In 1929 the stock market crashed and the United States entered the great Depression. The tourism market in New Mexico crashed as well, and a period of prosperity for artists ended. Educational and vocational programs were developed to promote artistic and economic development in the state.
The Spanish Colonial Arts Society and the Colonial Hispanic Crafts School, in Galisteo were both formed in 1929 with the goal of encouraging and promoting traditional Hispanic arts. Traditional arts such as weaving, furniture making, tinwork, colcha embroidery and wood carving were taught and promoted. Taos and the smaller villages of Northern New Mexico were the centers for these activities, and both traditional and modern artists, philanthropists, intellectuals, and writers were involved in promoting interest in Hispanic arts. Romero de Romero became the best known Hispanic painter from New Mexico during this time.
In 1932, Dorothy Dunn created the The Studio Program at the Santa Fe Indian School. Dunn was an art educator who felt that art instruction helped her Native American students master English and achieve academic success. She taught her students a painting style based on ledger drawings, Kiva murals and first generation Pueblo easel painters. She encouraged students to depict their cultural traditions and lifeways by using flat outlined forms, without 3-D perspective or modeling. Though the aesthetics were narrowly defined, Dunn’s students included the likes of Allan Houser and Pablita Velarde. The Studio program was a success and the new style of painting became a powerful force in New Mexican art. Dunn was succeeded by one of her students Geronima Cruz, and the program was continued until it was replaced by the Institute of American Indian Arts in 1962.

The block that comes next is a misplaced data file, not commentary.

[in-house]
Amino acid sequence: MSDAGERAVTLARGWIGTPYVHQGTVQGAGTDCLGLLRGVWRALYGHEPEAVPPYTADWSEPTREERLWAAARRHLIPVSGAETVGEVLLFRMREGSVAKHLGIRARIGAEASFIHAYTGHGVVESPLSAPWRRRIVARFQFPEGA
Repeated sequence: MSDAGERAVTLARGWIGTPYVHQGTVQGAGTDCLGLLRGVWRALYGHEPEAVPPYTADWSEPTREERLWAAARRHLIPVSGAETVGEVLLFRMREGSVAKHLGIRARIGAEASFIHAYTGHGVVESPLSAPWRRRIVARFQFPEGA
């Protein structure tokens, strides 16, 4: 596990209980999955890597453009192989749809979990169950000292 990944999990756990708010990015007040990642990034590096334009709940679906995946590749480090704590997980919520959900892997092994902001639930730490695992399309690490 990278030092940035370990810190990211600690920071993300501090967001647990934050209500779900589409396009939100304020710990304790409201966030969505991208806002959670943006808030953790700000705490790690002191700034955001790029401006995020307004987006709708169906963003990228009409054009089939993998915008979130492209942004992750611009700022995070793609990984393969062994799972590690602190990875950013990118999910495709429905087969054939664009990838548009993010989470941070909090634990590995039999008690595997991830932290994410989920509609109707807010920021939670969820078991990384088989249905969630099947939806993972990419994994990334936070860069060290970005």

Federal Arts Projects
The PWAP (Public Works Arts Project) and the WPA (Works Progress Administration) were created during this time to support unemployed artists throughout the country. In New Mexico,160 artists created public art in 29 New Mexican communities . Will Shuster created 4 large murals to honor Pueblo Indians at the Museum of Fine Arts, through the short-lived PWAP. The WPA supported a wider range of projects in public buildings and supported artists and craftsmen making prints, paintings and photographs, as well as traditional Hispanic and Native American artworks.
FSA, or Farms Security Administration photo project
The FSA, or Farm Security Administration, hired photographers to document rural American lives during the Depression. John Collier Jr. and Russell Lee photographed in farming and ranching communities, small villages and along the highways crossing the state. Their documentary work has inspired many photographers who focus on the vernacular- on the everyday life of distinct American cultures and communities.